Sarah Fiddyment


I received my BSc in Biochemistry from the University of Zaragoza (Spain) in 2006, having completed three years of medical school and two years specialization in Biochemistry. My MSc and subsequent PhD (awarded in 2011) were both completed in the Laboratorio de Investigacion Molecular, at the Miguel Servet University Hospital in Zaragoza, working in the field of cardiovascular research. My work focused on the expression and production of apolipoprotein A-I Zaragoza, a mutant variant of apolipoprotein A-I that offers cardiovascular protection. During this time I gained extensive experience in the field of protein production, purification and characterization using a wide range of molecular techniques. In 2012, I joined BioArCh as a Marie Curie postdoctoral research fellow (EU-IEF) where I developed a non-invasive sampling technique enabling the use of ZooMS for parchment species identification in medieval manuscripts (eZooMS). In 2014 I was the first person in the department to be awarded a British Academy Postdoctoral Fellowship allowing me to continue with my work on biomolecular analysis of manuscripts.


My research interests focus on the possibility of using ancient biomolecules retrieved from manuscripts and early printed books and documents as a biomolecular record providing information about livestock economies, book production, craft techniques and quality.


The corpus of parchment documents housed around the world represents one of the major cultural assets of European heritage. The documents have multiple biographies: of the animal itself, the parcheminerie where the skin was prepared, the scriptorium where the parchment was written, the microbial legacy accumulated through its manufacture and use and finally those of the text and the codex.  Research has tended to focus on the latter lines of evidence, but my research attempts to explore the potential of parchment records as untapped biomolecular reservoirs.


Identifying the species of origin of parchment has proven to be quite difficult despite the fact that origin is in many cases a significant element of the material. Follicle analysis has proven unreliable and only useful on those parchments that still retain the follicles.

PALIMPSEST allowed me to develop a non-invasive technique that allows us to identify the species of origin of parchment through the use of PVC erasers (eZooMS).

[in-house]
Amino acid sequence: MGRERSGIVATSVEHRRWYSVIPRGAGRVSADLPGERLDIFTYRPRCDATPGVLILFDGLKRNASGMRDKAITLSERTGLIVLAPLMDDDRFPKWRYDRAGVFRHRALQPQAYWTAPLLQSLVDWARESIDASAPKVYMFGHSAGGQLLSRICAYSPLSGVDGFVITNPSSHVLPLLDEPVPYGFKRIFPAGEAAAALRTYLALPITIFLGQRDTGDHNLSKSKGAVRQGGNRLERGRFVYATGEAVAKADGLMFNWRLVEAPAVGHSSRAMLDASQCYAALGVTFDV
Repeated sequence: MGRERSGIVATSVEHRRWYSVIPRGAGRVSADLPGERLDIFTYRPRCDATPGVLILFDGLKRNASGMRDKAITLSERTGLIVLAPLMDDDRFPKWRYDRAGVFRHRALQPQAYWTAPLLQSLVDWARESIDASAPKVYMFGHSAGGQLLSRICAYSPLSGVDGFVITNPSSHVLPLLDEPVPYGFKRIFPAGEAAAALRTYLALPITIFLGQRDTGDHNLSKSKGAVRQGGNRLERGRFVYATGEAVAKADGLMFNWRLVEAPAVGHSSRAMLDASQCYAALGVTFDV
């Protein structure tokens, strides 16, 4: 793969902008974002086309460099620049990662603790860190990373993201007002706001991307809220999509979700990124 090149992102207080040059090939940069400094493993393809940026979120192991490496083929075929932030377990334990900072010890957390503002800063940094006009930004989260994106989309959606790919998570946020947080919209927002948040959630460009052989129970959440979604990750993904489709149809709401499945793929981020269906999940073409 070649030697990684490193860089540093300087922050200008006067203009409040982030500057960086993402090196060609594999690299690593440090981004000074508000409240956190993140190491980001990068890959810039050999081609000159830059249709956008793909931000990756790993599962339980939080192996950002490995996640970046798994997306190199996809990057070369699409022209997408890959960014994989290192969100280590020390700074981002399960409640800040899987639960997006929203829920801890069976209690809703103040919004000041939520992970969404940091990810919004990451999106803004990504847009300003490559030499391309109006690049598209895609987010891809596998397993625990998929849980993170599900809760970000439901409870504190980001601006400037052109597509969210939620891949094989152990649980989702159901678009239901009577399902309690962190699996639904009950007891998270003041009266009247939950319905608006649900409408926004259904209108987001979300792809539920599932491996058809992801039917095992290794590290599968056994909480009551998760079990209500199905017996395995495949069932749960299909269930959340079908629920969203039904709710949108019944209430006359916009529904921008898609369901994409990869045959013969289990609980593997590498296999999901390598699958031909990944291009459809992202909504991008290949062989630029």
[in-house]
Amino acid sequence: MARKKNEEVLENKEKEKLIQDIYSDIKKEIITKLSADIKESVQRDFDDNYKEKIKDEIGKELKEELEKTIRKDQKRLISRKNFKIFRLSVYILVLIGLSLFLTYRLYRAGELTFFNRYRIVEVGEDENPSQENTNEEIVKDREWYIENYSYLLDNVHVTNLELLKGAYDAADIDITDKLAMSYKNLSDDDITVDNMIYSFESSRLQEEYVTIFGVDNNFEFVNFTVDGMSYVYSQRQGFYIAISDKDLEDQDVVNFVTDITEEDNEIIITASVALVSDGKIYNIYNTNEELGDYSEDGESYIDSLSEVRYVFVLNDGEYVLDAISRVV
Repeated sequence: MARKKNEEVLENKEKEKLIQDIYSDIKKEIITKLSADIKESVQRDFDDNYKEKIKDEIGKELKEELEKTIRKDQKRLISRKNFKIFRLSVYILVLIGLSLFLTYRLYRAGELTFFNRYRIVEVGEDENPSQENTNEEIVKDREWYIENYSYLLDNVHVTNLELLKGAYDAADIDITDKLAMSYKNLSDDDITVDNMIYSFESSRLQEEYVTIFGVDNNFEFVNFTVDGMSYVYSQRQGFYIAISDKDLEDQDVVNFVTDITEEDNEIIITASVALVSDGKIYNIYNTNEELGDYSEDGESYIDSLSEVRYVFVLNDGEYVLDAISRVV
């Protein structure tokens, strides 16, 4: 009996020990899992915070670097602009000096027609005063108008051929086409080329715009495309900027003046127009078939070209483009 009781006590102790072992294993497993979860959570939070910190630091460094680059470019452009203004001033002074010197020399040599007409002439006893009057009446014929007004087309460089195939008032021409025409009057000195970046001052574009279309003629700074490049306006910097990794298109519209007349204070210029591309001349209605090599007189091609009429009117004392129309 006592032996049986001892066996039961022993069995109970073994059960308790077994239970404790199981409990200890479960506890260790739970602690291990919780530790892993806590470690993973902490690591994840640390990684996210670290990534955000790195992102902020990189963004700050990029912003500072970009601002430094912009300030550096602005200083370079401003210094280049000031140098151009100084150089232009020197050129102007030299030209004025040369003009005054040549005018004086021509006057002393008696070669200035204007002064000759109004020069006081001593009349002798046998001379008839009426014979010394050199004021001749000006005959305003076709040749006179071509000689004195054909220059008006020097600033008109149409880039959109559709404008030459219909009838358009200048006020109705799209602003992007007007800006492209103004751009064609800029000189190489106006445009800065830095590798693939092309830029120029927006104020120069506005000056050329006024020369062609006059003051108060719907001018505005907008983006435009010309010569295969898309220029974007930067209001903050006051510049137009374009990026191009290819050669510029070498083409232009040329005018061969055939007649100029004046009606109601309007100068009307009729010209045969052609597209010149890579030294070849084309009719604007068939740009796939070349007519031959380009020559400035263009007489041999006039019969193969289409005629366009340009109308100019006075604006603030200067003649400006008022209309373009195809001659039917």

“The Medium is the Message”: Understanding Manuscript Production through Molecular Codicology (British Academy Postdoctoral Fellowship)

Following on from the development of eZooMS I am now using this technique to investigate three main lines of research:

1. The first book factories - Pocket Bibles

It is estimated that during the thirteenth century over 30,000 pocket bibles were produced in Europe. These pocket bibles are famed for their tissue paper thin parchment leaves, leading to extensive speculation as to their animal origin (e.g. rabbits, squirrels, uterine calfskin). I am working to determine the animal species and parchment quality of a large corpus of pocket bibles from France, England and Italy in order to compare and contrasts geographic variability in pocket bible production.

2. The first printed books

The Aldine Press founded by Aldus Manutius in Venice in 1494 is one of the most acclaimed early printing presses. Some of his early copies of classical texts, printed on parchment rather than paper, still survive today. I am examining the importance of animal species and manufacturing techniques in the production and quality of early printed books, and how ideologies and technologies may have changed through time.

3. Parchment vs. paper

Previous analysis of 180 legal deeds from York and surrounding areas, dating from 1322-1819, appear to display a reduction in parchment quality in the second half of the 15th century. This drop in quality may be linked to increasing availability of paper. In order to explore this idea I am expanding this current data set with additional documents from York, and compare this phenomenon with other contemporary sites.